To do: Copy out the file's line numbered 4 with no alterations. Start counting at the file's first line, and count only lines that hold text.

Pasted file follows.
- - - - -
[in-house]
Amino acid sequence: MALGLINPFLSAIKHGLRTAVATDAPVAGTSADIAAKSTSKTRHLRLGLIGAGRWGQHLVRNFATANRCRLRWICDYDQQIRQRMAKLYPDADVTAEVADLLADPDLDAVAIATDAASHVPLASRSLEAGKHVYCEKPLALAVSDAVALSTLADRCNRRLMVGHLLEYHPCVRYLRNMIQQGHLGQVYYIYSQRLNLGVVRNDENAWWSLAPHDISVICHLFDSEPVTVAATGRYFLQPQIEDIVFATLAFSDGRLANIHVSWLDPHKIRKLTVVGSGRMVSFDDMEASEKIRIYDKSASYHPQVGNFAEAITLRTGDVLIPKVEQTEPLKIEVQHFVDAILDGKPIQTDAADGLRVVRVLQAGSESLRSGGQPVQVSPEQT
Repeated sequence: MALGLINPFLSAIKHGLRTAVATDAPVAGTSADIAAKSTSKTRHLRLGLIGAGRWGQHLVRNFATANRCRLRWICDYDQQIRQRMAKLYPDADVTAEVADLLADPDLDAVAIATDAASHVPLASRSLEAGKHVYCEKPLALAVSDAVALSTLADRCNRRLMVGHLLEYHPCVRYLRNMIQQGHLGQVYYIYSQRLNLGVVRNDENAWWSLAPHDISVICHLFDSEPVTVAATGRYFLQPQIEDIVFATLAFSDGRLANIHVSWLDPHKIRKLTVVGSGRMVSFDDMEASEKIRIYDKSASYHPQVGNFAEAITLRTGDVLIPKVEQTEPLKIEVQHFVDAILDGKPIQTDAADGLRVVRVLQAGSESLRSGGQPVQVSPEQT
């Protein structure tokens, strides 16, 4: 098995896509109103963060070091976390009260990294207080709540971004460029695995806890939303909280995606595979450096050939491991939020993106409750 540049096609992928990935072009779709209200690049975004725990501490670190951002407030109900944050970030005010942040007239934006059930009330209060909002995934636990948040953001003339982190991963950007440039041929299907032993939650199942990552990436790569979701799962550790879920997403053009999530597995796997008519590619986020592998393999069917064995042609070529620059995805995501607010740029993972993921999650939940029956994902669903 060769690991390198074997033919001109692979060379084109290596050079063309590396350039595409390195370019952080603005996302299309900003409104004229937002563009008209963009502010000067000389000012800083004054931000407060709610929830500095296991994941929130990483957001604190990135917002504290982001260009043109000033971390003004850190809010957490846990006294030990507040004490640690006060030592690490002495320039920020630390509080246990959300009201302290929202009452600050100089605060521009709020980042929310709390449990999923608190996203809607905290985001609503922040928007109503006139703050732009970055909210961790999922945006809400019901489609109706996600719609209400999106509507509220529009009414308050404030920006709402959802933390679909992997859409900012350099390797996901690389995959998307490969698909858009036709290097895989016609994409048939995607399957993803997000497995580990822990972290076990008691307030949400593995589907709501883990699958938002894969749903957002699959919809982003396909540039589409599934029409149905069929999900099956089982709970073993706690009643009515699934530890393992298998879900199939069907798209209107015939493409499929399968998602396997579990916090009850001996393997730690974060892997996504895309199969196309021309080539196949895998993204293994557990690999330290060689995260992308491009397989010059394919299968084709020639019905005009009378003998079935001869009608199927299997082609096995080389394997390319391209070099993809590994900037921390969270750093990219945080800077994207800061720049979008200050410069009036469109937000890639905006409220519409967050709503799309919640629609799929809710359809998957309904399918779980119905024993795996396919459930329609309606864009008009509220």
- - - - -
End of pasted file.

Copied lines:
């Protein structure tokens, strides 16, 4: 098995896509109103963060070091976390009260990294207080709540971004460029695995806890939303909280995606595979450096050939491991939020993106409750 540049096609992928990935072009779709209200690049975004725990501490670190951002407030109900944050970030005010942040007239934006059930009330209060909002995934636990948040953001003339982190991963950007440039041929299907032993939650199942990552990436790569979701799962550790879920997403053009999530597995796997008519590619986020592998393999069917064995042609070529620059995805995501607010740029993972993921999650939940029956994902669903 060769690991390198074997033919001109692979060379084109290596050079063309590396350039595409390195370019952080603005996302299309900003409104004229937002563009008209963009502010000067000389000012800083004054931000407060709610929830500095296991994941929130990483957001604190990135917002504290982001260009043109000033971390003004850190809010957490846990006294030990507040004490640690006060030592690490002495320039920020630390509080246990959300009201302290929202009452600050100089605060521009709020980042929310709390449990999923608190996203809607905290985001609503922040928007109503006139703050732009970055909210961790999922945006809400019901489609109706996600719609209400999106509507509220529009009414308050404030920006709402959802933390679909992997859409900012350099390797996901690389995959998307490969698909858009036709290097895989016609994409048939995607399957993803997000497995580990822990972290076990008691307030949400593995589907709501883990699958938002894969749903957002699959919809982003396909540039589409599934029409149905069929999900099956089982709970073993706690009643009515699934530890393992298998879900199939069907798209209107015939493409499929399968998602396997579990916090009850001996393997730690974060892997996504895309199969196309021309080539196949895998993204293994557990690999330290060689995260992308491009397989010059394919299968084709020639019905005009009378003998079935001869009608199927299997082609096995080389394997390319391209070099993809590994900037921390969270750093990219945080800077994207800061720049979008200050410069009036469109937000890639905006409220519409967050709503799309919640629609799929809710359809998957309904399918779980119905024993795996396919459930329609309606864009008009509220």